The March issue of School Library Journal has another excellent review of BUTTERFLIES IN ROOM 6.

PreS-Gr 2.  Arnold returns to the same classroom she observed in Hatching Chicks in Room 6 (Charlesbridge, 2017). This time she joins Mrs. Best and her kindergarten students as they follow the progress of painted lady butterflies from small blue eggs to adult insects. Photos document the steps required to care for the creatures during their journey from egg to larva to pupa to adult. The intent expressions on the children’s faces reveal their engagement with the process and their delight as they watch the butterflies prepare to fly away. The close-up photos, including the sequence of a butterfly’s emergence from the chrysalis, draw readers into the transformation. The clear, straightforward text is supplemented by facts supplied in small text boxes. A vocabulary list plus suggested books and websites enhance the information. VERDICT. A solid choice for most libraries, particularly those supporting hands-on science learning.
Kathy Piehl, Minnesota State Univ. Lib., Mankato

Wednesday, May 1, 2019

CELEBRATING EARTH WEEK, Author Visit at Pilgrim School, Los Angeles, CA

Author Visit at Pilgrim School, Los Angeles, CA
Last week I visited Pilgrim School in Los Angeles, California, and presented to two enthusiastic groups of children--grades K through 2, and grades 3 through 5. I was pleased with their response to my program and good questions. With both groups I shared my new book Butterflies in Room 6, and showed them my cup of caterpillars. Many of the children recalled raising butterflies from caterpillars at school when they were in earlier grades.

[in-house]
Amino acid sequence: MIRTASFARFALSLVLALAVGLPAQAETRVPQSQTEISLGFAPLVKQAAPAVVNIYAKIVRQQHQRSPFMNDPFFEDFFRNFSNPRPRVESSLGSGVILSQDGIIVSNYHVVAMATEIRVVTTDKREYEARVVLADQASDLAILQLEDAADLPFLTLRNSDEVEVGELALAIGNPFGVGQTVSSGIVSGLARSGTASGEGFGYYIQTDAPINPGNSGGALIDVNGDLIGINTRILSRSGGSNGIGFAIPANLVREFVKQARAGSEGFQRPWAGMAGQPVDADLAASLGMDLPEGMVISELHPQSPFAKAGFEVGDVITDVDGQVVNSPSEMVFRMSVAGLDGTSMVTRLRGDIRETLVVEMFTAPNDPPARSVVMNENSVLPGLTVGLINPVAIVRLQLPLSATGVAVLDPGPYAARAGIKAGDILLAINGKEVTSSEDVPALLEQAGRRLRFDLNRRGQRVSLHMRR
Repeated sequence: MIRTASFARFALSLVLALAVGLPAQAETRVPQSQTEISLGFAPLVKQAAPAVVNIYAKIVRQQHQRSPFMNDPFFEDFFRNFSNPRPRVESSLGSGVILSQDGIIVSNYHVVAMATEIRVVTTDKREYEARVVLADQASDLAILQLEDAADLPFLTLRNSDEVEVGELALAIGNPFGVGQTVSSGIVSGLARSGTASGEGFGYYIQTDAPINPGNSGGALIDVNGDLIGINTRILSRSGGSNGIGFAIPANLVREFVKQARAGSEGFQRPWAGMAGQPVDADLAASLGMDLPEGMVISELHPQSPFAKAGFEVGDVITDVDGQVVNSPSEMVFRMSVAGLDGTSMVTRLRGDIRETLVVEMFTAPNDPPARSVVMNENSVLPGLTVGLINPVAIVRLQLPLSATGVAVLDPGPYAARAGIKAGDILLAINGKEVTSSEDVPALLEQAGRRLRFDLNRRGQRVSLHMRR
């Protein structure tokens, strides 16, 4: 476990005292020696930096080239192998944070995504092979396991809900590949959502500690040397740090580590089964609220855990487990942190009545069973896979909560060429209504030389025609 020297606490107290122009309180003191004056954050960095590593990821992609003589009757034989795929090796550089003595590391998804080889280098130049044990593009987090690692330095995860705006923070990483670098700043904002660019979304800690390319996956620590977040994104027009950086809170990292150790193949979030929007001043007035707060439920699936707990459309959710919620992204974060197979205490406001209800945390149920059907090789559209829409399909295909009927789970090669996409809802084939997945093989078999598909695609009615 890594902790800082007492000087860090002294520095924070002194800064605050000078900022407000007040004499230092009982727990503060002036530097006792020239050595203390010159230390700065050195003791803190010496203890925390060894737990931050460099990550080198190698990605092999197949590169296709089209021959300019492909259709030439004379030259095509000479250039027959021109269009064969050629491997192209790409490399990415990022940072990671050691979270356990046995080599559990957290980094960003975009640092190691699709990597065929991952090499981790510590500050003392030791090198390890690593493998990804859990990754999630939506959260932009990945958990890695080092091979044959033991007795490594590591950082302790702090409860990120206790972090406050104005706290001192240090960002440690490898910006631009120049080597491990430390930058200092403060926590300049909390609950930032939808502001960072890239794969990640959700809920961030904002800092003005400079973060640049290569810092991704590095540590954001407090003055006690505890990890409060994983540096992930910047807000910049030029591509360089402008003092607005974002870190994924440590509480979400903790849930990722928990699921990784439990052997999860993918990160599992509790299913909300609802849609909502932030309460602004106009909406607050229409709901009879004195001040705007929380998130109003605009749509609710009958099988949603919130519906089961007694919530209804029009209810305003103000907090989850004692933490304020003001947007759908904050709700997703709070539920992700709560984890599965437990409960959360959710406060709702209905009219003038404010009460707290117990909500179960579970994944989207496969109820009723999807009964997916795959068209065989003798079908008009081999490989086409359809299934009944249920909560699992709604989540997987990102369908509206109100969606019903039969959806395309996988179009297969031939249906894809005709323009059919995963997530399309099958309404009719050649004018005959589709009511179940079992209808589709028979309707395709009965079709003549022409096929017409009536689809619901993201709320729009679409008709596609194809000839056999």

Kathie Shorkey, Science Teacher, with butterfly art projects

My visit was initiated by science teacher Kathie Shorkey as part of her Earth Week celebration at the school. She showed me an art project she did with the first graders. Using found objects–ranging from sticks, to buttons, to pop-tabs from drink cans–they formed the shape of a butterfly on photo paper and then exposed the paper to the sun. The paper was then developed and the shape of the butterfly was revealed against a background of blue.
With Carole Koneff, Elementary School Librarian

I thank Kathie and Elementary School Librarian Carole Koneff for inviting me to Pilgrim and making all the arrangements for my presentation and for the book sale. Carole gets the prize for the most creative author introductions. She does them for all visiting authors and this is the second one she has done for me. I love the way she has included so many of my books--and made the lines rhyme!

By Carole Koneff
160 books or more have been researched and written down.
She's traveled far and wide and is often out of town.
Dinosaurs, Global Warming, Butterflies, Chicks,
Rain Forest, Easter Island, Things in Room 6,
Taj Mahal, Desert, Eagle, Warmer World,
Many facts and figures have gradually unfurled.
Skeletal, octopus, shockers, hot, cold,
Words from many titles of books that she has sold.
Wombat, Penguin, Zebra, Kangaroo,
Just a few of the animals she's written about for you.
She's retold a famous folk tale and has a story about worms,
A book about the sniffles that surely features germs.
It's her second trip to Pilgrim and we are glad she's back
To refresh our smarts on nonfiction and keep our brains on track.

Thank you Carole!  I also thank the Upper School Librarian Kris Williams for her help with my visit. I had a nice lunch with Carole and Kris before my talks. I had a great day at Pilgrim and enjoyed it very much!